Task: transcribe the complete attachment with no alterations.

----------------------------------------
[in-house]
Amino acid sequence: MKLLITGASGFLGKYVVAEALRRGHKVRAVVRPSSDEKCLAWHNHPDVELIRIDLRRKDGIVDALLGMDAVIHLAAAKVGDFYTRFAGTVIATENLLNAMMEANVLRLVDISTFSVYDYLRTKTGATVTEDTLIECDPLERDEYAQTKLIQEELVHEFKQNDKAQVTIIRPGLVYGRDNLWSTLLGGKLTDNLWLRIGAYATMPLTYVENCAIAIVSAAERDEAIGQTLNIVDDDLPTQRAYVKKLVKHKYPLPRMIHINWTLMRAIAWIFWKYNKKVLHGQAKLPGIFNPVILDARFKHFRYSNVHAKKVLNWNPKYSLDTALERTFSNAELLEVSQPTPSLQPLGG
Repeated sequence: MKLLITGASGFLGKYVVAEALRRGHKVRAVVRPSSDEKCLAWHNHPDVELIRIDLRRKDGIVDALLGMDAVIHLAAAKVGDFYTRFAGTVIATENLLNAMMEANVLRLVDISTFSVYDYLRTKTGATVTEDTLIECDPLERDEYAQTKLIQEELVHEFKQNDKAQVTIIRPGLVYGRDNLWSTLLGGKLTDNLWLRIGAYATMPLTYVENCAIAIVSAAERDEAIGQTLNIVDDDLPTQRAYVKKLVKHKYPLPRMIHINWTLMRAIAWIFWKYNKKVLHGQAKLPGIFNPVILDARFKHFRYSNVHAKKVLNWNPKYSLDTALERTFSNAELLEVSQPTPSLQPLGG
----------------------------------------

[in-house]
Amino acid sequence: MKLLITGASGFLGKYVVAEALRRGHKVRAVVRPSSDEKCLAWHNHPDVELIRIDLRRKDGIVDALLGMDAVIHLAAAKVGDFYTRFAGTVIATENLLNAMMEANVLRLVDISTFSVYDYLRTKTGATVTEDTLIECDPLERDEYAQTKLIQEELVHEFKQNDKAQVTIIRPGLVYGRDNLWSTLLGGKLTDNLWLRIGAYATMPLTYVENCAIAIVSAAERDEAIGQTLNIVDDDLPTQRAYVKKLVKHKYPLPRMIHINWTLMRAIAWIFWKYNKKVLHGQAKLPGIFNPVILDARFKHFRYSNVHAKKVLNWNPKYSLDTALERTFSNAELLEVSQPTPSLQPLGG
Repeated sequence: MKLLITGASGFLGKYVVAEALRRGHKVRAVVRPSSDEKCLAWHNHPDVELIRIDLRRKDGIVDALLGMDAVIHLAAAKVGDFYTRFAGTVIATENLLNAMMEANVLRLVDISTFSVYDYLRTKTGATVTEDTLIECDPLERDEYAQTKLIQEELVHEFKQNDKAQVTIIRPGLVYGRDNLWSTLLGGKLTDNLWLRIGAYATMPLTYVENCAIAIVSAAERDEAIGQTLNIVDDDLPTQRAYVKKLVKHKYPLPRMIHINWTLMRAIAWIFWKYNKKVLHGQAKLPGIFNPVILDARFKHFRYSNVHAKKVLNWNPKYSLDTALERTFSNAELLEVSQPTPSLQPLGG